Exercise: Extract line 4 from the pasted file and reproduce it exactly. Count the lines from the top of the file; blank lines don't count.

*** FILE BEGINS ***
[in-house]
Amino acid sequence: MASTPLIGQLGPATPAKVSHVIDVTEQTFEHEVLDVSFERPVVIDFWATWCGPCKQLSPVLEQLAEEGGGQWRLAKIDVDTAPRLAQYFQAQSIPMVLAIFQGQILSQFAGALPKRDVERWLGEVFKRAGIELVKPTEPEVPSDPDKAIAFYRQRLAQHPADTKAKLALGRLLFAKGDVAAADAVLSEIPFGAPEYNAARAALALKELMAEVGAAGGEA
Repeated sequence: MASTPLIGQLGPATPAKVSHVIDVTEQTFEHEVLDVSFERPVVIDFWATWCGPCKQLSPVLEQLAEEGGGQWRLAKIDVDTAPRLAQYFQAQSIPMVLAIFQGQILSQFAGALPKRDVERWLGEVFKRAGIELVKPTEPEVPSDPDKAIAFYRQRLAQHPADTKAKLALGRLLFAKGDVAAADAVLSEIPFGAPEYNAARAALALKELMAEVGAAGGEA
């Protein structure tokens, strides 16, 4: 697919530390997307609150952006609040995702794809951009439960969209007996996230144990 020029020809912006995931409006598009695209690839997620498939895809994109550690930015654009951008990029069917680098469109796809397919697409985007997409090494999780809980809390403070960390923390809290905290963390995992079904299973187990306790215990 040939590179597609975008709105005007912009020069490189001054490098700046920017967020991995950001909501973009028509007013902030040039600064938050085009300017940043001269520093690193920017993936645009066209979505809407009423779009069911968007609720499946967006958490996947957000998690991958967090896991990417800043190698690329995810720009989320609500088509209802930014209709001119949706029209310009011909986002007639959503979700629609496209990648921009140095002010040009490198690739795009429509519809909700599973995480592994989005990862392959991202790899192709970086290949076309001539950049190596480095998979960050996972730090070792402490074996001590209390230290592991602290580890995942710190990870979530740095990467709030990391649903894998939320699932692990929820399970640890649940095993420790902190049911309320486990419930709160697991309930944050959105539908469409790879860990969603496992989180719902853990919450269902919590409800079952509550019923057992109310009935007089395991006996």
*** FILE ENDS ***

């Protein structure tokens, strides 16, 4: 697919530390997307609150952006609040995702794809951009439960969209007996996230144990 020029020809912006995931409006598009695209690839997620498939895809994109550690930015654009951008990029069917680098469109796809397919697409985007997409090494999780809980809390403070960390923390809290905290963390995992079904299973187990306790215990 040939590179597609975008709105005007912009020069490189001054490098700046920017967020991995950001909501973009028509007013902030040039600064938050085009300017940043001269520093690193920017993936645009066209979505809407009423779009069911968007609720499946967006958490996947957000998690991958967090896991990417800043190698690329995810720009989320609500088509209802930014209709001119949706029209310009011909986002007639959503979700629609496209990648921009140095002010040009490198690739795009429509519809909700599973995480592994989005990862392959991202790899192709970086290949076309001539950049190596480095998979960050996972730090070792402490074996001590209390230290592991602290580890995942710190990870979530740095990467709030990391649903894998939320699932692990929820399970640890649940095993420790902190049911309320486990419930709160697991309930944050959105539908469409790879860990969603496992989180719902853990919450269902919590409800079952509550019923057992109310009935007089395991006996």